DURING THE MID to late nineteenth century, numerous unorthodox medical practices and alternative therapies arose. Among the more influential of these sectarian groups were the eclectics, who used only botanical preparations in the treatment of disease and for preoperative and postoperative care. Although there were various branches of eclecticism, mainly located throughout the American Midwest, the most politically influential faction settled in Cincinnati, where 2 eclectic medical institutes were organized. It was to this city that Andrew Jackson Howe would move, becoming the leading eclectic surgeon of his era.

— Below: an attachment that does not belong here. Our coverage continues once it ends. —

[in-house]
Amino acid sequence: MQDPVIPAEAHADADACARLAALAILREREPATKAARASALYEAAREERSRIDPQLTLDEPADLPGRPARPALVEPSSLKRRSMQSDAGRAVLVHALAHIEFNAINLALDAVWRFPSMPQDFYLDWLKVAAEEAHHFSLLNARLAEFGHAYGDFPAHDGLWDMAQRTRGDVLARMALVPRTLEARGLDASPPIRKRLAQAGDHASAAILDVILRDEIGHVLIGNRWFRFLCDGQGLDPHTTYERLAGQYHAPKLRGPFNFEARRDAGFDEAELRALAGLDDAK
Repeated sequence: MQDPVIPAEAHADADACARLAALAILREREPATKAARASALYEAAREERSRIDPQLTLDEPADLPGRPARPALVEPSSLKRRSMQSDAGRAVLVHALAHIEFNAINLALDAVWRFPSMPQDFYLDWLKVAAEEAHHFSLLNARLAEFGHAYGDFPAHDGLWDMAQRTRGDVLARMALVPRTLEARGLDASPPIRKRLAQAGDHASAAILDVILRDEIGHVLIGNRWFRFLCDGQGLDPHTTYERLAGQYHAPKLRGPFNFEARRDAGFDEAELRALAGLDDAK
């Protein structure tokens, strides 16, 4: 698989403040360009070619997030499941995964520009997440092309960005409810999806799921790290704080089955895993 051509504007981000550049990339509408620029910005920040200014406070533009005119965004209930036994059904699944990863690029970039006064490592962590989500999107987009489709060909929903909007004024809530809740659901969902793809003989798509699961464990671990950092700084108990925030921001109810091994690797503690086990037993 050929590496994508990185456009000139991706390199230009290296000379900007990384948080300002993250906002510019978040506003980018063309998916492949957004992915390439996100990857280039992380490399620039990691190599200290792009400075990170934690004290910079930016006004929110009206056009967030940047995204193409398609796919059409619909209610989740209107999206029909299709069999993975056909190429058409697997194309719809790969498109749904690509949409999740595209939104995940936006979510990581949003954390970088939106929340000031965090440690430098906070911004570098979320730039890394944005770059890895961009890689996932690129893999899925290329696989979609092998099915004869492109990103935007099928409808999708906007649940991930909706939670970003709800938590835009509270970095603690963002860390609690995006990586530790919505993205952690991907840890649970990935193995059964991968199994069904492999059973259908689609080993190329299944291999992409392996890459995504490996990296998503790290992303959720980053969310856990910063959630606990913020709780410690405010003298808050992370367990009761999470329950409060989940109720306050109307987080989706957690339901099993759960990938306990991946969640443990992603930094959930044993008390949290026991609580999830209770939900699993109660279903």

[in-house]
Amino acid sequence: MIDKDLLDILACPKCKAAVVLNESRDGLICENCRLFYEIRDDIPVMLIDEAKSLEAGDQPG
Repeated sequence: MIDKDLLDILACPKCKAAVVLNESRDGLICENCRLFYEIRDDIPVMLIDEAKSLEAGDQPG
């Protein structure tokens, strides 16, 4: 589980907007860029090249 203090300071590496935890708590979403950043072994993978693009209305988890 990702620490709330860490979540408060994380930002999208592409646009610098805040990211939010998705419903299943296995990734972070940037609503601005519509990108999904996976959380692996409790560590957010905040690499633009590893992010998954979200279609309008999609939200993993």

Rutkow IM. Andrew Jackson Howe (1825-1892) and Eclectic Surgery. Arch Surg. 2002;137(9):1081–1082. doi:10.1001/archsurg.137.9.1081
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